The large tropical storm churning in the Gulf of Mexico has stalled out but it has people on high alert. As of 10pm Sunday, the storm named Debby was stationary at about 110 miles southwest of Apalachicola, FL with sustained wind speeds in excess of of 60 mph.
The National Hurricane Center in Miami is predicting that Debby will meander northward for several days before making landfall on Florida’s Panhandle late Wednesday or early Thursday If that does happen, tremendous flooding rains, coasting flooding, beach erosion and tornadoes could wreak havoc for Florida as well as for Georgia and Alabama later this week.
The tropical storm’s slow moving outer bands have been lashing Florida with heavy torrential rains and have kicked up rough surf off Alabama, leading to one death. The storm is already causing trouble with the 600 or so oil and gas production platforms in the Gulf of Mexico. Thus far, workers have been evacuated from at least 60 platforms in the gulf. This is the first time four tropical storms have been recorded before the first of July during the Atlantic hurricane season so already Debby is going down in the history books before even making landfall.
Debby has prompted the National Weather Service to issue coastal flood warnings for Alabama and Florida as the storm’s outer bands were dumping very heavy rainfall and kicking up rough surf along the coasts of those two states. In addition to dumping very heavy downpours of rain and packing high winds, Debby also has spawned several isolated tornadoes – causing damage to homes and knocking down powerlines. People living in several Florida counties near the crook of Florida’s elbow were told to leave low-lying areas because of the threat of flooding.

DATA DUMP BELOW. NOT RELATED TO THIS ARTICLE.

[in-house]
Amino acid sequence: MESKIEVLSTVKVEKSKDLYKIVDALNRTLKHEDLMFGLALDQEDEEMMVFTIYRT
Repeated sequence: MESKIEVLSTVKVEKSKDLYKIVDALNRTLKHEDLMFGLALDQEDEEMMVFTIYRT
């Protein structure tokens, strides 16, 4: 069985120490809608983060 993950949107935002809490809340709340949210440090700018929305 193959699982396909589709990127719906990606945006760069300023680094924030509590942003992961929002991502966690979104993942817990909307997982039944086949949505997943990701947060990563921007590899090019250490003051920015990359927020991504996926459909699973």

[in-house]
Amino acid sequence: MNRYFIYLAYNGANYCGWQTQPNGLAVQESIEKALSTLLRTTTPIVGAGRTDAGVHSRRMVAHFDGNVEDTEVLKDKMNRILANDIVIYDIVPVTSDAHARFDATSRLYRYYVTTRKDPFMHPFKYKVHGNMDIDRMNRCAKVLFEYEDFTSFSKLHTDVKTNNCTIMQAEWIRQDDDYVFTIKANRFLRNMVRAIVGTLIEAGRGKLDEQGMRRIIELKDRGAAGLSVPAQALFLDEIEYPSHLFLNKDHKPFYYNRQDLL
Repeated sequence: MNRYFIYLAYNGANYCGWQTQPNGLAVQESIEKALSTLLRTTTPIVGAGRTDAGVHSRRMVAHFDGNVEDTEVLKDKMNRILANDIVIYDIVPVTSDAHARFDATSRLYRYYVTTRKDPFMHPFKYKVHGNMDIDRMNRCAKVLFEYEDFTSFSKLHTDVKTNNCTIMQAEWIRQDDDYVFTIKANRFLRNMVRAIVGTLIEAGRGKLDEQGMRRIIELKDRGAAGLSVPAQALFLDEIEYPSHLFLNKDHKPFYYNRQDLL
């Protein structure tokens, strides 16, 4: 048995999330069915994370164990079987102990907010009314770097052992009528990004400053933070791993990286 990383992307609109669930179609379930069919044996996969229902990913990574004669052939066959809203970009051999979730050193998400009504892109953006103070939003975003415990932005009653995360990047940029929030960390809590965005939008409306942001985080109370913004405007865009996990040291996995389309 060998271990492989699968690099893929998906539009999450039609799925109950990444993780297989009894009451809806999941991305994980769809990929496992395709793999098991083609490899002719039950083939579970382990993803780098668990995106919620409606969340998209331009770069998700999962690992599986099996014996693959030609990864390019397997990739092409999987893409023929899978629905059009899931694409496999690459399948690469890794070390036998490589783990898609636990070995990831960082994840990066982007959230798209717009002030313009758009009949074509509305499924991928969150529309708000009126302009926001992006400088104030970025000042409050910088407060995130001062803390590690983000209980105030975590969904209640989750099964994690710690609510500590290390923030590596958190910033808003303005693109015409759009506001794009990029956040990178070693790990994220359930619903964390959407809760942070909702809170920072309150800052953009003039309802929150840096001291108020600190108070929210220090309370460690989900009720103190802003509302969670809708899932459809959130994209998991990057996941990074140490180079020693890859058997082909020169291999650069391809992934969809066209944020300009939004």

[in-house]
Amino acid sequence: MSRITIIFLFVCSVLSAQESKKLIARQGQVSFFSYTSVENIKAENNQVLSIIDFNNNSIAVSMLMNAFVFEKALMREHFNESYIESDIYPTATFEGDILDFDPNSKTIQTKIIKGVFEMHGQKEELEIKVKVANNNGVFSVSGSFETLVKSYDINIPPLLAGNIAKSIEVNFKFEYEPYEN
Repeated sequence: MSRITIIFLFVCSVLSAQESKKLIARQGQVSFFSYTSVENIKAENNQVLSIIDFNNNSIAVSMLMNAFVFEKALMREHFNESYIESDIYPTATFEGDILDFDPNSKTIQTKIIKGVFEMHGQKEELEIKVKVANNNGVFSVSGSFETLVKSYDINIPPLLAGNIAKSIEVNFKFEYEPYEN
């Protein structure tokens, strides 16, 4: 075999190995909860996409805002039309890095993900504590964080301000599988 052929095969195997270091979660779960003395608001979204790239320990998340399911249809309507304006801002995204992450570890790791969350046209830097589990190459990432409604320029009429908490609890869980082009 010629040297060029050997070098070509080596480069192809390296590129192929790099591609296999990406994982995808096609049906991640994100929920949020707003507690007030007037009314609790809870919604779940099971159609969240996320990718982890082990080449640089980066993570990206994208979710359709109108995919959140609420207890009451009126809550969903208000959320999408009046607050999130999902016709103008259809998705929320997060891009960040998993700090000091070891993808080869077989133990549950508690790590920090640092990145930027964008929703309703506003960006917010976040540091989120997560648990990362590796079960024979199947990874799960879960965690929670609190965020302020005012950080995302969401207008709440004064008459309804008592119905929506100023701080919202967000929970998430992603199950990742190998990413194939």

The National Hurricane Center said Sunday that Debby could become a hurricane over the next few days. It also warned that portions of northern Florida could get up to 15 inches of rain with some areas getting up to as much as 25 inches. Because Debby is moving slowly, its clouds have more time to dump rain.
Relentless rainfall from the tropical storm is expected to continue pounding the northern portion of Florida this week. Roadways along many Florida coastal communities are already flooded and many rivers are starting to overflow their banks. Some communities could pick up six to eight months’ worth of rain between now and Friday. If that happens, flooding could be widespread, very severe and life-threatening.
While the storm is bad news for residents, it will keep companies offering restoration services, like the Florida disaster cleanup pros busy with flood cleanup and dryout of buildings and homes.